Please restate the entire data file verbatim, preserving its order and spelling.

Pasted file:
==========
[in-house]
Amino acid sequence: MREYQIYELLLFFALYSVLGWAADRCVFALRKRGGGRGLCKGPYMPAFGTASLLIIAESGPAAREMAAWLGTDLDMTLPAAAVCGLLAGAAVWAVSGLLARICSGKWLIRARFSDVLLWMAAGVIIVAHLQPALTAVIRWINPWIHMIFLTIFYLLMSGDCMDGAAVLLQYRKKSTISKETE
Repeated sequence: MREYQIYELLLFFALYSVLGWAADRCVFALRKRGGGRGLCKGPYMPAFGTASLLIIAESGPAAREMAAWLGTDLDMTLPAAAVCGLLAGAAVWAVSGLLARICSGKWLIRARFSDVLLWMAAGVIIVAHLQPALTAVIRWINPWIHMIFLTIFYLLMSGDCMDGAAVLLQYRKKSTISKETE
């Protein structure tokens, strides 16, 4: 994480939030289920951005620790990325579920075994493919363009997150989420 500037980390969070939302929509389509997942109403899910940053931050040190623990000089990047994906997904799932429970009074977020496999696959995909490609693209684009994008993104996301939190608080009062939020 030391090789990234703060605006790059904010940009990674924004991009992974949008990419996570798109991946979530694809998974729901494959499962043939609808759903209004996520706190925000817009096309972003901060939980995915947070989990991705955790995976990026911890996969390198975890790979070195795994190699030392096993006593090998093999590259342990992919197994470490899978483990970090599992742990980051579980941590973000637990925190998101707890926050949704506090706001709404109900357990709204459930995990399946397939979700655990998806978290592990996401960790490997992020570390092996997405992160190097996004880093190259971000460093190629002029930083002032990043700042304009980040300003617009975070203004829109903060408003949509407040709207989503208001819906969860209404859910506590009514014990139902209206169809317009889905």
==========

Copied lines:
[in-house]
Amino acid sequence: MREYQIYELLLFFALYSVLGWAADRCVFALRKRGGGRGLCKGPYMPAFGTASLLIIAESGPAAREMAAWLGTDLDMTLPAAAVCGLLAGAAVWAVSGLLARICSGKWLIRARFSDVLLWMAAGVIIVAHLQPALTAVIRWINPWIHMIFLTIFYLLMSGDCMDGAAVLLQYRKKSTISKETE
Repeated sequence: MREYQIYELLLFFALYSVLGWAADRCVFALRKRGGGRGLCKGPYMPAFGTASLLIIAESGPAAREMAAWLGTDLDMTLPAAAVCGLLAGAAVWAVSGLLARICSGKWLIRARFSDVLLWMAAGVIIVAHLQPALTAVIRWINPWIHMIFLTIFYLLMSGDCMDGAAVLLQYRKKSTISKETE
């Protein structure tokens, strides 16, 4: 994480939030289920951005620790990325579920075994493919363009997150989420 500037980390969070939302929509389509997942109403899910940053931050040190623990000089990047994906997904799932429970009074977020496999696959995909490609693209684009994008993104996301939190608080009062939020 030391090789990234703060605006790059904010940009990674924004991009992974949008990419996570798109991946979530694809998974729901494959499962043939609808759903209004996520706190925000817009096309972003901060939980995915947070989990991705955790995976990026911890996969390198975890790979070195795994190699030392096993006593090998093999590259342990992919197994470490899978483990970090599992742990980051579980941590973000637990925190998101707890926050949704506090706001709404109900357990709204459930995990399946397939979700655990998806978290592990996401960790490997992020570390092996997405992160190097996004880093190259971000460093190629002029930083002032990043700042304009980040300003617009975070203004829109903060408003949509407040709207989503208001819906969860209404859910506590009514014990139902209206169809317009889905």